A smart, funny, sex-positive YA perfect for fans of Nicola Yoon and Rainbow Rowell, this is a heartwarming look at the particular challenges of adolescence, written as only a teen could.
Simone is HIV-positive - and positive HIV won't define her.
She also knows that celibacy is - techincally - the best way to stay safe. Enter Miles Austin: intelligent, funny and way too sexy for Simone to resist. But her classmates don't know that she's HIV-positive - and what is the truth worth in the hands of the wrong person?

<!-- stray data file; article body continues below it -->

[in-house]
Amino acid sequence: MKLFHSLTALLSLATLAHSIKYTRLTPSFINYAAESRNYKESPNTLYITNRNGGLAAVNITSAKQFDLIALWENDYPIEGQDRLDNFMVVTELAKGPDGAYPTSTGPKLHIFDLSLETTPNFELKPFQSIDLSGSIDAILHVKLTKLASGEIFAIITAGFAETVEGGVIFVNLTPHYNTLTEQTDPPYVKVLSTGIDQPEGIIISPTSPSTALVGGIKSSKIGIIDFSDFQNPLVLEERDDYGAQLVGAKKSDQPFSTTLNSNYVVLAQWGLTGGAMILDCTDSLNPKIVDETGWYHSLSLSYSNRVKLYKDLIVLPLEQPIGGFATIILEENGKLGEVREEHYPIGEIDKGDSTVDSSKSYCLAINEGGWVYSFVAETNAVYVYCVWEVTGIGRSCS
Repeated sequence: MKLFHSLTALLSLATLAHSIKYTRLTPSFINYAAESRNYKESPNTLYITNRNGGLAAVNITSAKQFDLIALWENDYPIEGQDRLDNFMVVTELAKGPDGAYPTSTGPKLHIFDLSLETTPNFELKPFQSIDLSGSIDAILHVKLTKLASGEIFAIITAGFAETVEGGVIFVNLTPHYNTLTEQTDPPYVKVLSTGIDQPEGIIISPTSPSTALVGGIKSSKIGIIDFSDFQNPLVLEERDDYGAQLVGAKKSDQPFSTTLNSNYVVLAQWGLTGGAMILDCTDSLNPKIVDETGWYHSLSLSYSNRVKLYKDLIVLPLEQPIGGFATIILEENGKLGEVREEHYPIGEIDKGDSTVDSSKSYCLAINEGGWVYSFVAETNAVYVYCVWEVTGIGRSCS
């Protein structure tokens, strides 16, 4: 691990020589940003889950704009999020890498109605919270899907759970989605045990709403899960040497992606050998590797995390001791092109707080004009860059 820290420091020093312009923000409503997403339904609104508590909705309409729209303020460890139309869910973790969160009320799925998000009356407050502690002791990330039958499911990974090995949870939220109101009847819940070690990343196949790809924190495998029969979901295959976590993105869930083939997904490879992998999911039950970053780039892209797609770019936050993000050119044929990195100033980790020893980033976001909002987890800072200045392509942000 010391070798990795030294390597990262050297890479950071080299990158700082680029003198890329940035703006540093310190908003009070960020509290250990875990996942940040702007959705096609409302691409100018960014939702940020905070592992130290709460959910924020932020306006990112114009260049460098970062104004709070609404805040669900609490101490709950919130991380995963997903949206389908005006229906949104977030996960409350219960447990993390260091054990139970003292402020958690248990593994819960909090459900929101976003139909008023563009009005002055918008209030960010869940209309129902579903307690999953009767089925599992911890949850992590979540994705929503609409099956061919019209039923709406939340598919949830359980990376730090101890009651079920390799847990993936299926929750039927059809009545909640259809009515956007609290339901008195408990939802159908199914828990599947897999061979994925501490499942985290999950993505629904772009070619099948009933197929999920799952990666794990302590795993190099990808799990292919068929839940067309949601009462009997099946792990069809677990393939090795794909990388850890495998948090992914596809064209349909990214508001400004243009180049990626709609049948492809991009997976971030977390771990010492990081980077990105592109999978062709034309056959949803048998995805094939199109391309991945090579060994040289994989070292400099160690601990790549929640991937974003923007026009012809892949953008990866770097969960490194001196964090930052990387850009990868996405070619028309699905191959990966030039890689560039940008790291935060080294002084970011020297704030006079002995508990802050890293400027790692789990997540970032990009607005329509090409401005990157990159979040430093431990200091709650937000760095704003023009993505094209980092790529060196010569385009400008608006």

New school, new friends, new crush, same old secret. Simone Garcia-Hampton, a black 17-year-old, is HIV-positive. And though she's healthy, she knows how people react when they find out; bullying and other negative reactions are why she left her old school. But just as she's settling in, directing the school play the apposite Rent and maybe starting a relationship, she starts getting notes threatening to reveal her HIV status. College-age author Garrett portrays an authentic sense of young adult sexuality in Simone, who is both knowledgeable about sex (masturbation and vibrators are both frankly discussed) and unsure about it. She also creates strong characters in Simone's nontraditional family: her supportive, loving fathers (Pops is black; Dad is Latino) adopted her at birth. The plot mechanics grow a bit heavy-handed toward the book's conclusion, and love interest Miles, always willing to listen to musical theater trivia and unafraid to show his feelings, can seem a bit too perfect. But the idea that even purportedly open-minded Bay Area parents freak out about the presence of an HIV-positive student feels all too believable, and readers will root for sympathetic Simone in this frankly sex-positive debut. Ages 14 up.